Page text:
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ABSTRACT: Fibromyalgia syndrome is characterized by chronic generalized pain accompanied by a broad symptomatologic spectrum. Besides chronic fatigue, sleep disturbances, headaches and cognitive dysfunction that are extensively described in the literature, a considerable proportion of patients with fibromyalgia experience gastrointestinal symptoms that are commonly overlooked in the studies that are not specifically dedicated to evaluate these manifestations. Nevertheless, various attempts were undertaken to explore the gastrointestinal dimension of fibromyalgia. Several studies have demonstrated an elevated comorbidity of irritable bowel syndrome (IBS) among patients with fibromyalgia. Other studies have investigated the frequency of presentation of gastrointestinal symptoms in fibromyalgia in a nonspecific approach describing several gastrointestinal complaints frequently reported by these patients such as abdominal pain, dyspepsia and bowel changes, among others. Several underlying mechanisms that require further investigation could serve as potential explanatory hypotheses for the appearance of such manifestations. These include sensitivity to dietary constituents such as gluten, lactose or FODMAPs or alterations in the brain-gut axis as a result of small intestinal bacterial overgrowth or subclinical enteric infections such as giardiasis. The gastrointestinal component of fibromyalgia constitutes a relevant element of the multidisciplinary pathophysiologic mechanisms underlying fibromyalgia that need to be unveiled, as this would contribute to the adequate designation of relevant treatment alternatives corresponding to these manifestations.Rheumatology International 08/2014; 35(3). DOI:10.1007/s00296-014-3109-9 · 1.63 Impact Factor
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ABSTRACT: Fibromyalgia is a chronic pain syndrome associated with numerous somatic symptoms including gastrointestinal manifestations of nonspecific nature. Celiac disease and nongluten sensitivity frequently evolve in adults with gastrointestinal and extraintestinal symptoms similar to those found among patients with fibromyalgia. The objective of the present study was to evaluate the presence of celiac-type symptoms among patients with fibromyalgia in comparison with healthy subjects and with those experienced by adult celiac patients and subjects with gluten sensitivity. A list of typical celiac-type symptoms was developed, comparing the frequency of presentation of these symptoms between patients with fibromyalgia (N = 178) and healthy subjects (N = 131), in addition to those of celiac patients and gluten-sensitive patients reported in the literature. The frequency of presentation of every celiac-type symptom, excepting anemia, was significantly higher among patients with fibromyalgia compared to controls (p < 0.0001). Regarding the existing data in the literature, the prevalence of fatigue, depression, cognitive symptoms and cutaneous lesions predominated among patients with fibromyalgia, whereas the prevalence of gastrointestinal symptoms was higher among patients with fibromyalgia compared to gluten-sensitive patients and was similar among patients with fibromyalgia and celiac disease patient. The symptomatological similarity of both pathologies, especially gastrointestinal symptoms, suggests that at least a subgroup of patients with fibromyalgia could experience subclinical celiac disease or nonceliac gluten intolerance.Rheumatology International 08/2014; 35(3). DOI:10.1007/s00296-014-3110-3 · 1.63 Impact Factor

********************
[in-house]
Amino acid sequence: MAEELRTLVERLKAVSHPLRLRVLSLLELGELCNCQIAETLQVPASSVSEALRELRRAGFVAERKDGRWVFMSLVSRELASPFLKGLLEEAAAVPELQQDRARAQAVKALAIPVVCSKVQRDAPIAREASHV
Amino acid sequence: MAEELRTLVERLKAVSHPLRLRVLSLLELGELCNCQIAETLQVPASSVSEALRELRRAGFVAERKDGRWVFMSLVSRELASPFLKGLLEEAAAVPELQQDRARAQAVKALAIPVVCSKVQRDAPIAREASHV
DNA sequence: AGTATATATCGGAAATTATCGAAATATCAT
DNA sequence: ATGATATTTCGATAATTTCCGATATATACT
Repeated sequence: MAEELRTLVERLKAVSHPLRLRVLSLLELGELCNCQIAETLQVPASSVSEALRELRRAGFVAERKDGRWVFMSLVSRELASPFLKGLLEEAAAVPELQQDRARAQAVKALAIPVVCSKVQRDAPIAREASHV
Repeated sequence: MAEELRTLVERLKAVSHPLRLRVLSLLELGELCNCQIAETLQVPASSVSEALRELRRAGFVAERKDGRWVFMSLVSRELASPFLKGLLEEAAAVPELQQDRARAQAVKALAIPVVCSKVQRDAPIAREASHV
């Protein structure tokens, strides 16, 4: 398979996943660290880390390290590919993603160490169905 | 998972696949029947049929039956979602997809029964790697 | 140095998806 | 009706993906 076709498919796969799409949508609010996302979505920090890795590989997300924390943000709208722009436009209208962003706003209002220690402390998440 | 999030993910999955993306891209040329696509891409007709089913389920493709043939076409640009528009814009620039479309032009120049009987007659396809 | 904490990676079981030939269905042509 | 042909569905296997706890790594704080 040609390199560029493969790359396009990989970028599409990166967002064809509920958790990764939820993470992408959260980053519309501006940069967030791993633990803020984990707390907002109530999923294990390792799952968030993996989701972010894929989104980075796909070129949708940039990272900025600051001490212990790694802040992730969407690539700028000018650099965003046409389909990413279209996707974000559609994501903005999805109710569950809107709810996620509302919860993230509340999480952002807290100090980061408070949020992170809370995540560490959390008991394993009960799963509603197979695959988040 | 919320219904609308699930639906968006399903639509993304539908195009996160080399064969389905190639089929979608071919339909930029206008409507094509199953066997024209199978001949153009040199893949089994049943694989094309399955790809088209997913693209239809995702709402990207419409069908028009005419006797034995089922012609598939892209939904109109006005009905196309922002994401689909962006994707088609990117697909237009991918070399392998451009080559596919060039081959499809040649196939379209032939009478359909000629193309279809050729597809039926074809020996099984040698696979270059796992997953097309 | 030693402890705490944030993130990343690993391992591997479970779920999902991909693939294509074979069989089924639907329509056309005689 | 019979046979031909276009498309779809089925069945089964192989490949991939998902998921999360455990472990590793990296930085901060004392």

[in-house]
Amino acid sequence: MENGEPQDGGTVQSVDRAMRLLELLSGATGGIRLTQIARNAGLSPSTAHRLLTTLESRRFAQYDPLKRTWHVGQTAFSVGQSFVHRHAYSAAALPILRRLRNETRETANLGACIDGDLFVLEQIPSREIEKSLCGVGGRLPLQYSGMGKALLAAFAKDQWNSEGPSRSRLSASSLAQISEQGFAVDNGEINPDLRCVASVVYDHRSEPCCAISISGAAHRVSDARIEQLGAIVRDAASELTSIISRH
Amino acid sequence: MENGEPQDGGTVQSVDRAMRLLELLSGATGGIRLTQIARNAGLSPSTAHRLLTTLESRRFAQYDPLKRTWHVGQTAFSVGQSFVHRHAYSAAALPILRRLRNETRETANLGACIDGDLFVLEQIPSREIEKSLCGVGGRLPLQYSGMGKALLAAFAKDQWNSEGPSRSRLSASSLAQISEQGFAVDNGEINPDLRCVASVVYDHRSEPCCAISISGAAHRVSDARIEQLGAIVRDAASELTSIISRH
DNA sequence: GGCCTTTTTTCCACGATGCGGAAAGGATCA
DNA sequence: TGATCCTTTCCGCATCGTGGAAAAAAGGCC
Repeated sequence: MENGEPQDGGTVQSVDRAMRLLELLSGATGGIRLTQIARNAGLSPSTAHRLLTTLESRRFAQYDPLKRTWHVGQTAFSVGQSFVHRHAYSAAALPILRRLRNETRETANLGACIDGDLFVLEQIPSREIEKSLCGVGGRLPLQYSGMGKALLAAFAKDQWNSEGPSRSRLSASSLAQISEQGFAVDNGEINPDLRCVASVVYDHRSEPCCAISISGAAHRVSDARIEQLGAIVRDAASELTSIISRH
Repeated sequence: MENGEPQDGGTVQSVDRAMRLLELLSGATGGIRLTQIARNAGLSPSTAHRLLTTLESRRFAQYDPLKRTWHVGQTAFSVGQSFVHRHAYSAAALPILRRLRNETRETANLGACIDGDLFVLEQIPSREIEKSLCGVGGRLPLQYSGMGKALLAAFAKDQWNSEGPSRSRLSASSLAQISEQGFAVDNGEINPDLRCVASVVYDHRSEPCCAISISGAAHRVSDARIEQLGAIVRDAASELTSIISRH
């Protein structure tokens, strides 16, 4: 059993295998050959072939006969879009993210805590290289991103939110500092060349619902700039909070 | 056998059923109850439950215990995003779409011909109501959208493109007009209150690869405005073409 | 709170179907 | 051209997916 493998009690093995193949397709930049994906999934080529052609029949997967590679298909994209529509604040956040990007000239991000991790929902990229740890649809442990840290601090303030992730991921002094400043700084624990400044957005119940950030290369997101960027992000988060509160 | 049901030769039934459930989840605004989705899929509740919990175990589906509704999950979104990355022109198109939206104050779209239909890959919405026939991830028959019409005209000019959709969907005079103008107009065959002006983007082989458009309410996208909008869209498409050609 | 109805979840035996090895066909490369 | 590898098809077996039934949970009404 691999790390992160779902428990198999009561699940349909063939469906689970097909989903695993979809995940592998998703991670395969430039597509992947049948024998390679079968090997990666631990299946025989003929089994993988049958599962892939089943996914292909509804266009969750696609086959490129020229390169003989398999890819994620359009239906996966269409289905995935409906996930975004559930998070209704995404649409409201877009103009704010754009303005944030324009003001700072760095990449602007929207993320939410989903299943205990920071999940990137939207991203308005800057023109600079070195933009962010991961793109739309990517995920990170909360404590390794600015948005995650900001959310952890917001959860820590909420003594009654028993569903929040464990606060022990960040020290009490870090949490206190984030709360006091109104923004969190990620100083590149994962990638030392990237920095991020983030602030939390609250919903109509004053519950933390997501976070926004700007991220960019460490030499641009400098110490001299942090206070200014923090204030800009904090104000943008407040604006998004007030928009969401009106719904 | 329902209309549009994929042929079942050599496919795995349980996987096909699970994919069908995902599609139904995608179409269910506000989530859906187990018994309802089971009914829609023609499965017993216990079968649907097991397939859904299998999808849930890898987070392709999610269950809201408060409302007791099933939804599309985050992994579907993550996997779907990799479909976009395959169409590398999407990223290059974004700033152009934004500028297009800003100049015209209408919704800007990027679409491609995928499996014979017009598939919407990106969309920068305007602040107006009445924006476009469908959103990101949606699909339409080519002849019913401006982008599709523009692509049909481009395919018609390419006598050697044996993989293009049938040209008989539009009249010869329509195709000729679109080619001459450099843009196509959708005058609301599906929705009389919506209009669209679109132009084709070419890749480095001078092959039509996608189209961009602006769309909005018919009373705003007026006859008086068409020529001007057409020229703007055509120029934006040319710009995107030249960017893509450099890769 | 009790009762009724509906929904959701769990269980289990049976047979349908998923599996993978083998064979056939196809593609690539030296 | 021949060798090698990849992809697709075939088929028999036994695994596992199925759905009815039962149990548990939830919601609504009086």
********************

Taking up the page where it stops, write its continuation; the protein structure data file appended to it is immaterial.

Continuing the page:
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ABSTRACT: IntroductionIrritable bowel syndrome (IBS), lymphocytic enteritis (LE) and fibromyalgia syndrome (FMS) are three common disorders. Since a gluten-free diet (GFD) has been shown to be helpful in LE, we aimed to assess its effect in a series of LE patients also diagnosed with IBS and FMS.Methods The study sample comprised 97 IBS plus FMS adult females, of whom 58 had LE (Marsh stage 1), and 39 had a normal duodenal biopsy (Marsh stage 0). All patients fulfilled the Rome III and American College of Rheumatology 1990 criteria. All participants followed a GFD, whose effectiveness was assessed by changes in the results of several tests, including those of the Fibromyalgia Impact Questionnaire (FIQ), the Health Assessment Questionnaire (HAQ), tender points (TPs), the Short Form Health Survey (SF-36), and the visual analogue scales (VAS) for gastrointestinal complaints, pain and fatigue.ResultsAt baseline, all patients had a poor quality of life (QoL) and high VAS scores. After 1 year on a GFD, all outcome measures were somewhat better in the Marsh stage 1 group, with a mean decrease of 26-29% in the TPs, FIQ, HAQ and VAS scales, accompanied by an increase of 27% in the SF-36 physical and mental component scores. However, in the IBS plus FMS/Marsh stage 0 group, the GFD had almost no effect.Conclusions This pilot study shows that a GFD in the LE-related IBS/FMS subgroup of patients can produce a slight but significant improvement in all symptoms. Our findings suggest that further studies of this subject are warranted.Arthritis Research & Therapy 08/2014; 16(5):421. DOI:10.1186/PREACCEPT-2049244887124904 · 4.12 Impact Factor